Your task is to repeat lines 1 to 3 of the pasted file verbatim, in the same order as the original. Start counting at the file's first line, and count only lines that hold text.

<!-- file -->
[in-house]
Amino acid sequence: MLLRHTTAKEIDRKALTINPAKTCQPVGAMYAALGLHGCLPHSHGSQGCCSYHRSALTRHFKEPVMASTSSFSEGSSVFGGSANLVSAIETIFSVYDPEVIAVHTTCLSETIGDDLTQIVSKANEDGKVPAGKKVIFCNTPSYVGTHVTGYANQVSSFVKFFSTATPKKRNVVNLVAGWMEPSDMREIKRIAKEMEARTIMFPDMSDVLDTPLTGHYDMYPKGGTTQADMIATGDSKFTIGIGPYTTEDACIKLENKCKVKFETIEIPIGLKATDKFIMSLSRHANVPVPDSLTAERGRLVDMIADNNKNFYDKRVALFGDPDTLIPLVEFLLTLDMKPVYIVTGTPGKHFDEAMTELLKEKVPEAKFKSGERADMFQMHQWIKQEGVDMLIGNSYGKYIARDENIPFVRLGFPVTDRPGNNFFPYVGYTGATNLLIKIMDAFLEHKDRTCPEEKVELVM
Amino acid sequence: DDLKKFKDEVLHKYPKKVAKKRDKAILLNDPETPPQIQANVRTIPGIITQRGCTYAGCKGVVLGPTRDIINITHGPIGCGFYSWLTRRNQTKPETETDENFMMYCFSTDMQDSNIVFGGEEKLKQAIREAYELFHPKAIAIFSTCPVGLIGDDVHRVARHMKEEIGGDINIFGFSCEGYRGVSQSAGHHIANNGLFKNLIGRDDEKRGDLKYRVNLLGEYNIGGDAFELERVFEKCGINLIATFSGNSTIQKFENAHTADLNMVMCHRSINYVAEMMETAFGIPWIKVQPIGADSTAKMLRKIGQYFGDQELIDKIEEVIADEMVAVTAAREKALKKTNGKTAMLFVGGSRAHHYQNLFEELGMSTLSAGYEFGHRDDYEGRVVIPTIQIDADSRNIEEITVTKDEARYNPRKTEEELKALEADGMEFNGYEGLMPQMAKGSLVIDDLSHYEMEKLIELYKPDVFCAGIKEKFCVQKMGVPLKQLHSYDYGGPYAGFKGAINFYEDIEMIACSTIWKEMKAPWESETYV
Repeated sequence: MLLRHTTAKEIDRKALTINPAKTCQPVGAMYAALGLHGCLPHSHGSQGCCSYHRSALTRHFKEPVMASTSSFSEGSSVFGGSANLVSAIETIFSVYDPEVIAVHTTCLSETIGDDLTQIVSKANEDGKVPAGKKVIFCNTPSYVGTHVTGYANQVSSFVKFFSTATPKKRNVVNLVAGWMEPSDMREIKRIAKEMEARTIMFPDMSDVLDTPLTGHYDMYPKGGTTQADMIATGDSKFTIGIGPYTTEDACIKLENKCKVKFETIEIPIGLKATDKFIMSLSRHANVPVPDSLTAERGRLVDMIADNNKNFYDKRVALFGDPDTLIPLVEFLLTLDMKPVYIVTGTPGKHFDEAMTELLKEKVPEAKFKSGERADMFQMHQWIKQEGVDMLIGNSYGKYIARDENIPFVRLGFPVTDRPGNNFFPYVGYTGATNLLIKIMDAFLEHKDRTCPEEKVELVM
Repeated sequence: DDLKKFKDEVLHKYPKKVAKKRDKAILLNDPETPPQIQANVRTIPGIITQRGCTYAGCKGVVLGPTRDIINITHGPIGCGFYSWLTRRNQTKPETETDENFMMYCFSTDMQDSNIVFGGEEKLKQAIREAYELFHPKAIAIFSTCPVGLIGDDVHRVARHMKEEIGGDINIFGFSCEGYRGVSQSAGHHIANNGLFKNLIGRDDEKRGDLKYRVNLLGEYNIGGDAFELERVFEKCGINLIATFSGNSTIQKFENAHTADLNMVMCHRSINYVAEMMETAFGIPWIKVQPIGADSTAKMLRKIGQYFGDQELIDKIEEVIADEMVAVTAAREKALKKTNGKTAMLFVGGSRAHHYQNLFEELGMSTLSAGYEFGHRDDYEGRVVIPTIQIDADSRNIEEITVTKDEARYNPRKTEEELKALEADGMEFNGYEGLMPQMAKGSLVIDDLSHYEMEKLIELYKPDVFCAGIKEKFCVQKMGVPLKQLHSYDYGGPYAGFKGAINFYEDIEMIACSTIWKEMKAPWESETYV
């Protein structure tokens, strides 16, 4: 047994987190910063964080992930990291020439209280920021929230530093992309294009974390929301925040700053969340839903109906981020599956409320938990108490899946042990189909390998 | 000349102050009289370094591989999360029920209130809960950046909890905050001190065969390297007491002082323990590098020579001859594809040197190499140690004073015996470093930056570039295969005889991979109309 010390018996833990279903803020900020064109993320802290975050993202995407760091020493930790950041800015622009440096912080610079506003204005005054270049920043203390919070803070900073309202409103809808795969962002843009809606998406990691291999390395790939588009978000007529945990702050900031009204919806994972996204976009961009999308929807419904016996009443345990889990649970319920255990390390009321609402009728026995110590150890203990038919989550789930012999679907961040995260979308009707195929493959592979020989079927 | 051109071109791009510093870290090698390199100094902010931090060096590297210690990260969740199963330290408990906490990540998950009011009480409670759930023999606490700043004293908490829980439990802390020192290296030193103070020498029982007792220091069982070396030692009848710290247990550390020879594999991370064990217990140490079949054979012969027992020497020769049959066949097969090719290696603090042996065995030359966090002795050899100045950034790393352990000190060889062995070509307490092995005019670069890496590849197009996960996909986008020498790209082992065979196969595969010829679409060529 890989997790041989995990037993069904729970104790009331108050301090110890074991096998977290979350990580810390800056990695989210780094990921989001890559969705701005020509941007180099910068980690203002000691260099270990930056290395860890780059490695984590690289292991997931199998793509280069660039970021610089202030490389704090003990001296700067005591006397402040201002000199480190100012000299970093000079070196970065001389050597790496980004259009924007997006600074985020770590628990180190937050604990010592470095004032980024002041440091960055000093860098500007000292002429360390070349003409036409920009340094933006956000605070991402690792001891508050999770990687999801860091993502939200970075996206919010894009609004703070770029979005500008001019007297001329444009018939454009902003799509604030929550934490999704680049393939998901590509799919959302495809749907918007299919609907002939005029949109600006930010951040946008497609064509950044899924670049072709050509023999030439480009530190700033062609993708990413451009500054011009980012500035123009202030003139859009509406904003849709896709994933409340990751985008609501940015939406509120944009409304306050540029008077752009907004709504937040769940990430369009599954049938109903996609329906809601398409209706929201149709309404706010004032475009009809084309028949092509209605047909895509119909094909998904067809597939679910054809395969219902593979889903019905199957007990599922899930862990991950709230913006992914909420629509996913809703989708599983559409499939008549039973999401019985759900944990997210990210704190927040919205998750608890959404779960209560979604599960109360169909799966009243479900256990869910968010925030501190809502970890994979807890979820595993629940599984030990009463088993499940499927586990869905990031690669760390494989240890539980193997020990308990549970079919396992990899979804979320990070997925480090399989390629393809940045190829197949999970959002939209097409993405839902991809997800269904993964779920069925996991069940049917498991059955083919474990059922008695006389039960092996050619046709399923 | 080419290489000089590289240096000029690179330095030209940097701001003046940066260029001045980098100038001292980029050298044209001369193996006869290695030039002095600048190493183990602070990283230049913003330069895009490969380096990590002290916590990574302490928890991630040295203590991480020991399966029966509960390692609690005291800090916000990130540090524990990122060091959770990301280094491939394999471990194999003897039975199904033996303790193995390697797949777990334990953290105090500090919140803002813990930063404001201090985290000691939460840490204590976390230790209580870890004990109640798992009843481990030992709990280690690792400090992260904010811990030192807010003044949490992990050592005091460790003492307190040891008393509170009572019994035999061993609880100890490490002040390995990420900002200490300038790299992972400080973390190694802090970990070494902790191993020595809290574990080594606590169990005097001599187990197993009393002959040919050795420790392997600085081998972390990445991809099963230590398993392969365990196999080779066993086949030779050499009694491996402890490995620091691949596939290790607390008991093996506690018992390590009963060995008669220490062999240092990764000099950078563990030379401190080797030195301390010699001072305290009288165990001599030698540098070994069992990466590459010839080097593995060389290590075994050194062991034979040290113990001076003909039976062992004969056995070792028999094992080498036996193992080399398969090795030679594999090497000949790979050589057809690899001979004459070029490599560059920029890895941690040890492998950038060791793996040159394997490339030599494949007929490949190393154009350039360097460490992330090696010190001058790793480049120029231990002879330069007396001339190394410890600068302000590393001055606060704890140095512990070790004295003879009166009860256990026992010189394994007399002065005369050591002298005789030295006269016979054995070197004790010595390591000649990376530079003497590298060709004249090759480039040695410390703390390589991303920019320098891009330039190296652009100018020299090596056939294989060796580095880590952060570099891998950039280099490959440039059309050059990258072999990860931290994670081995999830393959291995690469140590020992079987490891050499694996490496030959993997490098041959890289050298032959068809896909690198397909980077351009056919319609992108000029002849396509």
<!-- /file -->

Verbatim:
[in-house]
Amino acid sequence: MLLRHTTAKEIDRKALTINPAKTCQPVGAMYAALGLHGCLPHSHGSQGCCSYHRSALTRHFKEPVMASTSSFSEGSSVFGGSANLVSAIETIFSVYDPEVIAVHTTCLSETIGDDLTQIVSKANEDGKVPAGKKVIFCNTPSYVGTHVTGYANQVSSFVKFFSTATPKKRNVVNLVAGWMEPSDMREIKRIAKEMEARTIMFPDMSDVLDTPLTGHYDMYPKGGTTQADMIATGDSKFTIGIGPYTTEDACIKLENKCKVKFETIEIPIGLKATDKFIMSLSRHANVPVPDSLTAERGRLVDMIADNNKNFYDKRVALFGDPDTLIPLVEFLLTLDMKPVYIVTGTPGKHFDEAMTELLKEKVPEAKFKSGERADMFQMHQWIKQEGVDMLIGNSYGKYIARDENIPFVRLGFPVTDRPGNNFFPYVGYTGATNLLIKIMDAFLEHKDRTCPEEKVELVM
Amino acid sequence: DDLKKFKDEVLHKYPKKVAKKRDKAILLNDPETPPQIQANVRTIPGIITQRGCTYAGCKGVVLGPTRDIINITHGPIGCGFYSWLTRRNQTKPETETDENFMMYCFSTDMQDSNIVFGGEEKLKQAIREAYELFHPKAIAIFSTCPVGLIGDDVHRVARHMKEEIGGDINIFGFSCEGYRGVSQSAGHHIANNGLFKNLIGRDDEKRGDLKYRVNLLGEYNIGGDAFELERVFEKCGINLIATFSGNSTIQKFENAHTADLNMVMCHRSINYVAEMMETAFGIPWIKVQPIGADSTAKMLRKIGQYFGDQELIDKIEEVIADEMVAVTAAREKALKKTNGKTAMLFVGGSRAHHYQNLFEELGMSTLSAGYEFGHRDDYEGRVVIPTIQIDADSRNIEEITVTKDEARYNPRKTEEELKALEADGMEFNGYEGLMPQMAKGSLVIDDLSHYEMEKLIELYKPDVFCAGIKEKFCVQKMGVPLKQLHSYDYGGPYAGFKGAINFYEDIEMIACSTIWKEMKAPWESETYV